Despite its small size, Lanzarote is ideal for the offbeat traveler. There are a few activities that no guidebook will list, just because they seem too strange to be true.
  • Climb a Volcano: It’s prohibited in most areas, and certainly avoided by many tourists. However, the national park Timanfaya in the center of the island offers bus trips up the Mountains of Fire, Lanzarote’s primary chain of volcanoes. Don’t be afraid of taking this spectacular journey – the last time the chain erupted was in the 1800s.
    If you want to get even closer to this volcanic landscape, consider participating in the rare but spectacular Ruta de Tremesana hike.
  • Visit a Windmill: Visitors have largely ignored the beautiful, historic windmills that tower above Lanzarote’s rolling hills of lava rock. Since Lanzarote has no rivers or forests, islanders have come up with some creative ways to generate natural energy. For centuries, the solution has been wind power. Lanzarote’s constantly blowing wind is ideal for powering windmills, which were used to push water uphill and perform other tasks. Today some mills have been adopted to produce electricity, and can be found all over Lanzarote, especially on the coast of Teguise.
  • See the Carnival: Many tourists attend feast days, but few witness the carnival procession that winds its way from Arrecife all the way to Puerto del Carmen in late February. It is a tradition for islanders to wave the intestines of a fish above their heads as they march in the parade – this is thought to have derived from an early pagan ritual.
  • Visit Puerto Calero: The most beautiful marina in the Canary Islands. Take a stroll and admire the yachts, visit the dolphin museum. Also the home to Catlanza and Submarine Safaris.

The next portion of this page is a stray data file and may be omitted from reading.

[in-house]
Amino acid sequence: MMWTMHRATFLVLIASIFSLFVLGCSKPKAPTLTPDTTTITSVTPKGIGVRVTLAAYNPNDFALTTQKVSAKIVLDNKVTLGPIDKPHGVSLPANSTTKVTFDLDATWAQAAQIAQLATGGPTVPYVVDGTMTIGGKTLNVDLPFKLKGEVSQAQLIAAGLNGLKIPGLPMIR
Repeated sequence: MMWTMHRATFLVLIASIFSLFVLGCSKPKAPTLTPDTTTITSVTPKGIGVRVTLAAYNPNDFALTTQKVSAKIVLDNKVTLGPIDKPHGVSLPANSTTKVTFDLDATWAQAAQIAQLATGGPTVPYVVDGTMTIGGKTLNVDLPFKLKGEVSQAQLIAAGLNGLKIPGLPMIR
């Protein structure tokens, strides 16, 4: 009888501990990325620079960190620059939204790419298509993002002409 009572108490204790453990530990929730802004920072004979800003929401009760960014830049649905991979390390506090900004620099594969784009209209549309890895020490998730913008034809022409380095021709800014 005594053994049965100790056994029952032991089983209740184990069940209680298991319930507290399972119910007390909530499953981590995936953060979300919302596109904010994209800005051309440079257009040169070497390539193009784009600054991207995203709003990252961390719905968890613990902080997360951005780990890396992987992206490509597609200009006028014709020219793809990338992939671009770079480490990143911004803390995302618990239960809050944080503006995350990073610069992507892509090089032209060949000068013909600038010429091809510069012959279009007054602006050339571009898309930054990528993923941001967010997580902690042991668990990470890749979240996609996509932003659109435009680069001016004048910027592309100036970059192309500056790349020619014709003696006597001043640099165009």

Just a comment regarding See the Carnival:  It appears from notes that the carnival procession actually goes from Arrecife to Puerto del Carmen, whereas Arrecife's procession is usually on a Monday evening (change date each year related to beginning of lent). Then there is a procession called the Burial of the Sardine, usually on the following Wednesday evening - this is a much smaller procession  of a paper mache fish on a lorry (carro) followed by weeping women (or are they?) dressed in black and some fancy dress and party goers and some floats and bands and this denotes the end of  Arrecife's carnival.

 Have never ever seen anyone waving the intestines of a fish above their heads in any parade.  Puerto del Carmen's Carnival procession is usually the following Saturday.  All the processions are fun to watch, especially in Arrecife, because of local participation - men love to dress up as women at this time of the year but some 'fun' outfits.  Arrecife's procession can be very long.